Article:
Tuskegee was subject to judicial review and repeal because the municipality engaged in an act of commission: It essentially threw out residents who had previously lived there, and for obviously racially motivated reasons. But in cases of underbounding, acts of omission are the norm, wherein municipalities decide not to include particular neighborhoods within their ambit.

For example, Mebane has annexed suburban neighborhoods that include more affluent housing (and a golf course/ residency) while not annexing adjoining neighborhoods. And Mebane can reasonably argue that incorporating wealthy areas increases its tax base, while poor neighborhoods would only be a drain on services, a perfectly sensible rationale, on its face, for selective incorporation.

But one disturbing aspect of underbounding is political disenfranchisement. In many cases, like Mebane, the municipality still retains control over the adjoining but unincorporated neighborhoods through a process called extraterritorial jurisdiction (ETJ). ETJ allows cities and towns control over outlying areas for land use and other zoning purposes. Local governments might decide, for example, to site a sewage treatment plant in an adjoining but unincorporated neighborhood even when, as is often the case, no sewage service is available to the affected area. The plant and the trunk lines might run through a particular unincorporated neighborhood, but the end-use lines don’t. This has been the case in Mebane. Although political pushback has brought sewage treatment to the immediate neighborhood where the plant itself is located, other unannexed black neighborhoods do not receive the service while more distant, noncontiguous annexed areas do. The lack of sewage treatment in the unincorporated areas has resulted in the contamination of surface water and groundwater with fecal bacteria due to old and decaying septic systems.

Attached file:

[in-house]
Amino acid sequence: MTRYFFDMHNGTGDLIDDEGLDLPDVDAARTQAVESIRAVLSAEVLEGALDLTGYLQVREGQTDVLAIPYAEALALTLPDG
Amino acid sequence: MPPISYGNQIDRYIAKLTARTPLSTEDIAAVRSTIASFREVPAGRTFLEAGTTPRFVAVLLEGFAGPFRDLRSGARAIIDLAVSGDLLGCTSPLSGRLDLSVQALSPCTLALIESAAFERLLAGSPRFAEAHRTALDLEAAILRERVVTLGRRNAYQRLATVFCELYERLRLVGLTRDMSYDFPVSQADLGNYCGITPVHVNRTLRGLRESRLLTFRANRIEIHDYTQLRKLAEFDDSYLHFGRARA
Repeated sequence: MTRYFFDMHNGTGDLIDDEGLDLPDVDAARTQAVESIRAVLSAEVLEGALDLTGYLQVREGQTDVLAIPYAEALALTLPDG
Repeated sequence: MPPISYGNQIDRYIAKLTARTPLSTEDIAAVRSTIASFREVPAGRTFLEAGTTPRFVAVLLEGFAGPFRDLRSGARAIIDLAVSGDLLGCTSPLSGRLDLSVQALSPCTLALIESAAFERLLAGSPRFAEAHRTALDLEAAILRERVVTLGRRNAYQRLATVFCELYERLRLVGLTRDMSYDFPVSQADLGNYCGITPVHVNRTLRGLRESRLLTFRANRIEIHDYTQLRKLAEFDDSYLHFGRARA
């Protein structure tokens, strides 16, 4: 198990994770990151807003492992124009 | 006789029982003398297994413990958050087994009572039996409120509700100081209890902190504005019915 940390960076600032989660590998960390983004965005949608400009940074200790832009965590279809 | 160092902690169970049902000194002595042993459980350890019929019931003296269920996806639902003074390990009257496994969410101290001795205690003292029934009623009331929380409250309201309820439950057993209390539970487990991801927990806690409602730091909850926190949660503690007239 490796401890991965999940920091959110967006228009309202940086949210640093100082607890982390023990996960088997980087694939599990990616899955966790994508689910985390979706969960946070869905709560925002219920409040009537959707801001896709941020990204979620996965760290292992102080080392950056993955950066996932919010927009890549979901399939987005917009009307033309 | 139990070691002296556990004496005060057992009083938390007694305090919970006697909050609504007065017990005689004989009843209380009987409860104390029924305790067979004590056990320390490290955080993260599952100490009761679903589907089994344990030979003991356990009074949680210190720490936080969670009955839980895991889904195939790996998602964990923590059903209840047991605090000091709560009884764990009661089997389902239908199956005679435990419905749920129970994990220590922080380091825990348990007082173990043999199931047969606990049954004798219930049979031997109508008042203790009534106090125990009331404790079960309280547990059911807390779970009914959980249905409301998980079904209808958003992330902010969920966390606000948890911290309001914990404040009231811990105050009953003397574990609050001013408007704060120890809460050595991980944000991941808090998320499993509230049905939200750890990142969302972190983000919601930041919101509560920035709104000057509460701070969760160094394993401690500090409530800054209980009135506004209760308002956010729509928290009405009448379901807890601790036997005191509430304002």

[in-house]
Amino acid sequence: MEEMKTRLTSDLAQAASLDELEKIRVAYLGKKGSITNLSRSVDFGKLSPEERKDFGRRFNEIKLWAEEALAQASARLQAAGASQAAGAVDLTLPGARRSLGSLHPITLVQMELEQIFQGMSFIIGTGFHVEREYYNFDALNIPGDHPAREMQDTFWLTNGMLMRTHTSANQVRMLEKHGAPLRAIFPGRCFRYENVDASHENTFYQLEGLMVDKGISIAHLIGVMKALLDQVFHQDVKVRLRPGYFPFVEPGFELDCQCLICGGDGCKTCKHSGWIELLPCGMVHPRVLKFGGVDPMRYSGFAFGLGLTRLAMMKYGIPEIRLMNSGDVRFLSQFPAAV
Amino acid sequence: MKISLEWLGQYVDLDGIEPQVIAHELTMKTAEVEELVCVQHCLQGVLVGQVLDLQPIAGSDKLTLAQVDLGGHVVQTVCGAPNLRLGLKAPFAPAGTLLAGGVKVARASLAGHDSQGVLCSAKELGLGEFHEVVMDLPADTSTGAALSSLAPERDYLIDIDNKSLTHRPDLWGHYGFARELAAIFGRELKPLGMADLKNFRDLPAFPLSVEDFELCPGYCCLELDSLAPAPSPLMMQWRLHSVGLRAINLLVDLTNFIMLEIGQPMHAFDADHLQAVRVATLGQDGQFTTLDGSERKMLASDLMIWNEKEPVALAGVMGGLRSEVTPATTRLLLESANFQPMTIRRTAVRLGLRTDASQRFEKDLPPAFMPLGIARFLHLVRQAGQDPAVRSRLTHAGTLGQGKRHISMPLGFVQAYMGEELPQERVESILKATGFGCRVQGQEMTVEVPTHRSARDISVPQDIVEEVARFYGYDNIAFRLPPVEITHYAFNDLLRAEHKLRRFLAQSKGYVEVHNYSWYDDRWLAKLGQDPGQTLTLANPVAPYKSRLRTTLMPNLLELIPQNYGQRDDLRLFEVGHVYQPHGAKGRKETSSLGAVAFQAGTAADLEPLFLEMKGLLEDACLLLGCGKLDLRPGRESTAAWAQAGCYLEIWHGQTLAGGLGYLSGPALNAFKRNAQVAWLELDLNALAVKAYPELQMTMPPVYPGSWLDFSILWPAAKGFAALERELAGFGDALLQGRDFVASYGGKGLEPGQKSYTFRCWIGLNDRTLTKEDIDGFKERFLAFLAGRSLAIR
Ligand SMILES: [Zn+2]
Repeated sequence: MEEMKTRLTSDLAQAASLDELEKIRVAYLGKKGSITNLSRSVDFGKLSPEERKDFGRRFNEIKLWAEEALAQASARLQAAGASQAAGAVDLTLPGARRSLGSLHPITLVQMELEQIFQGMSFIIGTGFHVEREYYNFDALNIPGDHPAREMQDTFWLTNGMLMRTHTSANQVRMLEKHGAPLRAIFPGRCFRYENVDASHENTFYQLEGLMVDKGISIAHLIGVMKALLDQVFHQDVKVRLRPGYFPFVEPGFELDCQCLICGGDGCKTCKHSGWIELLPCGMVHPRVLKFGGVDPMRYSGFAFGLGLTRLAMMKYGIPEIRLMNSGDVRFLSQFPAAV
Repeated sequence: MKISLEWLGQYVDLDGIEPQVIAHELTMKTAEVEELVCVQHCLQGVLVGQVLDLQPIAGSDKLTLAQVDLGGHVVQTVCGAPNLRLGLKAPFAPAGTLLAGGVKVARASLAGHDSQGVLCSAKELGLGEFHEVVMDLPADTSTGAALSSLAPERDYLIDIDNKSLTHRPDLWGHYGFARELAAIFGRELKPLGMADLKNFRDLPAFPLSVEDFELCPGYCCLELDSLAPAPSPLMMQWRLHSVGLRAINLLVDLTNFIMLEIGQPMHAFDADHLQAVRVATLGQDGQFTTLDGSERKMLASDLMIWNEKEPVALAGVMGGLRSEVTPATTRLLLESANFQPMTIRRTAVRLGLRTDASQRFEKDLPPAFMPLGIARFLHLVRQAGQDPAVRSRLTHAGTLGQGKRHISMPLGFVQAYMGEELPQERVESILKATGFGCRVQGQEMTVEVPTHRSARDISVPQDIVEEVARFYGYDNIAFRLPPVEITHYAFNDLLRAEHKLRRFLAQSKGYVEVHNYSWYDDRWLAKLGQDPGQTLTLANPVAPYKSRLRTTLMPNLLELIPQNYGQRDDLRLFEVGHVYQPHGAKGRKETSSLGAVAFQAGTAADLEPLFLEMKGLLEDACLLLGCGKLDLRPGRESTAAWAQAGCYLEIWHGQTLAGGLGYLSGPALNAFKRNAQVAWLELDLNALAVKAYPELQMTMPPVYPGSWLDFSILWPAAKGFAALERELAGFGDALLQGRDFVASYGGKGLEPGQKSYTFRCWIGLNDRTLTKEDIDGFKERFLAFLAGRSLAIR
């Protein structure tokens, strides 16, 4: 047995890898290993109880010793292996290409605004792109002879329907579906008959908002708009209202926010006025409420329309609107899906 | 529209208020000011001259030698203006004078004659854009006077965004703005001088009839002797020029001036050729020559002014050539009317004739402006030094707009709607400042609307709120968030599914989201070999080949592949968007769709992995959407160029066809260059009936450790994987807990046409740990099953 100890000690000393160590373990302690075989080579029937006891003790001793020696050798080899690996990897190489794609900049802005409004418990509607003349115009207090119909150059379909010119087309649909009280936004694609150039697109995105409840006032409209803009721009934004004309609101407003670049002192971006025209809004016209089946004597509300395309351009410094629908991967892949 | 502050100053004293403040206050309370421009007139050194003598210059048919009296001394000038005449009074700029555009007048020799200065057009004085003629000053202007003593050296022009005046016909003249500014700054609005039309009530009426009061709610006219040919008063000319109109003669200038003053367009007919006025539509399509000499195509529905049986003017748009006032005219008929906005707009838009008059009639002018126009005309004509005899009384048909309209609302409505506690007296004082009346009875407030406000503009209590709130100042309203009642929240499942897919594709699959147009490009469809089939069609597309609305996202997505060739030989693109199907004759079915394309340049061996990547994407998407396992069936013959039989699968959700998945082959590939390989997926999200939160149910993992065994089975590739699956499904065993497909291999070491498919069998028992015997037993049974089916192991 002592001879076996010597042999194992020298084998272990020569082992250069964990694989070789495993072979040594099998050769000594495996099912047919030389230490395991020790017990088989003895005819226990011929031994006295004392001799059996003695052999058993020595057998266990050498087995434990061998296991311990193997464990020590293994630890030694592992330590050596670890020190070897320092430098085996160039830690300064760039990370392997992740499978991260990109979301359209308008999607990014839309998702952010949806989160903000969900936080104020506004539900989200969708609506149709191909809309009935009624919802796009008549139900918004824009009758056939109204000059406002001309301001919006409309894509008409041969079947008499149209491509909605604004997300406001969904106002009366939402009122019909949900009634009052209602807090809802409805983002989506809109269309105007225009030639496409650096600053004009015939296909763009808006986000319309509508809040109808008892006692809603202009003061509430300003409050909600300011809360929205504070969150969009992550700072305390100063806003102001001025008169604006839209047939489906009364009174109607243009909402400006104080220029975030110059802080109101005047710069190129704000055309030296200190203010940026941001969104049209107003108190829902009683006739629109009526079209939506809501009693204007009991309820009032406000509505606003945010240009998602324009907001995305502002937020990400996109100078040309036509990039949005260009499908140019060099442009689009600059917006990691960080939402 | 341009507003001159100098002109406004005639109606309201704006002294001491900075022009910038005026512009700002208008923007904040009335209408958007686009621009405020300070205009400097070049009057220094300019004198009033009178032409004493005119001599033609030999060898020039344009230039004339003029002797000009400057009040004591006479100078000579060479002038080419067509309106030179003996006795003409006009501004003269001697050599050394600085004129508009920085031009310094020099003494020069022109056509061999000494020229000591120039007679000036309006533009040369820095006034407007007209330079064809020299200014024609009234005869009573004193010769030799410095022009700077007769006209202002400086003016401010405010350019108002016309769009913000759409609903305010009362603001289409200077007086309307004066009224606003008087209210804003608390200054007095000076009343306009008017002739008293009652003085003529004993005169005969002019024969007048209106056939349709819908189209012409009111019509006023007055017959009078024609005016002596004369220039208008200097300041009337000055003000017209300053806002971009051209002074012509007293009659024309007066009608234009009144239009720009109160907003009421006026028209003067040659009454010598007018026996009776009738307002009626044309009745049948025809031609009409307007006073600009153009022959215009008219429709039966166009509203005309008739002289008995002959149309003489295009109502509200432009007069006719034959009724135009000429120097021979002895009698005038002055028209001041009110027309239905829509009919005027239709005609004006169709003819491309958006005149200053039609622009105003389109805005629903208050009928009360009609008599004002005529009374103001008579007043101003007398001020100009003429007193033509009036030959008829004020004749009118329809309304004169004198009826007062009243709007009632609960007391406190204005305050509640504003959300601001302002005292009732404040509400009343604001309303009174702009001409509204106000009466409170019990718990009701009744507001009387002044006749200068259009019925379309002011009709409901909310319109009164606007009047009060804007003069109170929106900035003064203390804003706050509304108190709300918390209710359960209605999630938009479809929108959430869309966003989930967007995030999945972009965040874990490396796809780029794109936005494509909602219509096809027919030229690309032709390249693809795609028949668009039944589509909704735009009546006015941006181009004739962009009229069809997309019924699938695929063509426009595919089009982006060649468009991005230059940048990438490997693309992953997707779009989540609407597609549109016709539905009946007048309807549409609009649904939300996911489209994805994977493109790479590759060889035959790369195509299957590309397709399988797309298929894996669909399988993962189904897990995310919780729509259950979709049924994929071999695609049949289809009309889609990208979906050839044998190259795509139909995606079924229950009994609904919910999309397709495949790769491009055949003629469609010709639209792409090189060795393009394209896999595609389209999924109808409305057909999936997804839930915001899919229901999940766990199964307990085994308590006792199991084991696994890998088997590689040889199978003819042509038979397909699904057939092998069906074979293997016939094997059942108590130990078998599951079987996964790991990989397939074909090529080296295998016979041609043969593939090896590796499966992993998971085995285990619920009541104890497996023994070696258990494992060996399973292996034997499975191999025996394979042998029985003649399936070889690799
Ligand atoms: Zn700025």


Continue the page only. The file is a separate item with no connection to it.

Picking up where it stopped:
And whatever the intent, these annexation patterns have pronounced racial effects. The unincorporated neighborhoods in Mebane are, in some cases, between 50–90 percent black. The annexed neighborhoods tend to be more upscale and white. For example, Mebane annexed The Club at Mill Creek. The Club is a mostly white golf-course community with about 750 residences and received fast-track incorporation from the Mebane town council, giving it access to all town services. Adjoining the golf course community is a neighborhood called White Level, a historically black community that lacks such access.

Parnell and his wife, Ann Joyner, co-founded the Cedar Grove Institute to do research and advocacy on behalf of adversely affected communities. And while much of their work has focused on North Carolina, in Mebane, Moore County and Pinehurst, the Tar Heel State is not unique.